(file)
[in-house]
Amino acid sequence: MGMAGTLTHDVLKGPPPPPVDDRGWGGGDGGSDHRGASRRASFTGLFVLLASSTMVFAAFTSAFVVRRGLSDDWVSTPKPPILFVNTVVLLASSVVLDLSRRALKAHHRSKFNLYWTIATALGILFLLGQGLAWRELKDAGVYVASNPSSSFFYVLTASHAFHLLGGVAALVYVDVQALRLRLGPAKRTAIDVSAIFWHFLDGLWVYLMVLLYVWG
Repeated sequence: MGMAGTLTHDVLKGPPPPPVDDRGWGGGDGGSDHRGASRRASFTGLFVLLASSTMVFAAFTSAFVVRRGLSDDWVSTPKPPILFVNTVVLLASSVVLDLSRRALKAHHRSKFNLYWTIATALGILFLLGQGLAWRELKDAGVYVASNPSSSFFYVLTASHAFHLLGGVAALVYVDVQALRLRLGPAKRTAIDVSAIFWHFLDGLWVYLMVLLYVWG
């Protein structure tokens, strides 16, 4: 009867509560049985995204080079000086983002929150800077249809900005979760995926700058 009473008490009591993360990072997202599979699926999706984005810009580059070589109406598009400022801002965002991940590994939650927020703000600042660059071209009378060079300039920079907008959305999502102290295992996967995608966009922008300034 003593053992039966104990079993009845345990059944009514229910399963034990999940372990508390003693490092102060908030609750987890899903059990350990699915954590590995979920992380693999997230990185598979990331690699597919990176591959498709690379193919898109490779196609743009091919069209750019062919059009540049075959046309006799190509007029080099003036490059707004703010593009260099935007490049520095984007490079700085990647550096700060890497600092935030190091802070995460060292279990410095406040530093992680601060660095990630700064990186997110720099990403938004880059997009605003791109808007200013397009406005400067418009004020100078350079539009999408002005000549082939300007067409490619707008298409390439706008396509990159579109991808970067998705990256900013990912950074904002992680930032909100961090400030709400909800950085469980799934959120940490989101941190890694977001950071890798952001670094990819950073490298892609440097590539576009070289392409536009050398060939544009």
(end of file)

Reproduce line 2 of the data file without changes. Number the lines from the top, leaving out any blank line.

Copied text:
Amino acid sequence: MGMAGTLTHDVLKGPPPPPVDDRGWGGGDGGSDHRGASRRASFTGLFVLLASSTMVFAAFTSAFVVRRGLSDDWVSTPKPPILFVNTVVLLASSVVLDLSRRALKAHHRSKFNLYWTIATALGILFLLGQGLAWRELKDAGVYVASNPSSSFFYVLTASHAFHLLGGVAALVYVDVQALRLRLGPAKRTAIDVSAIFWHFLDGLWVYLMVLLYVWG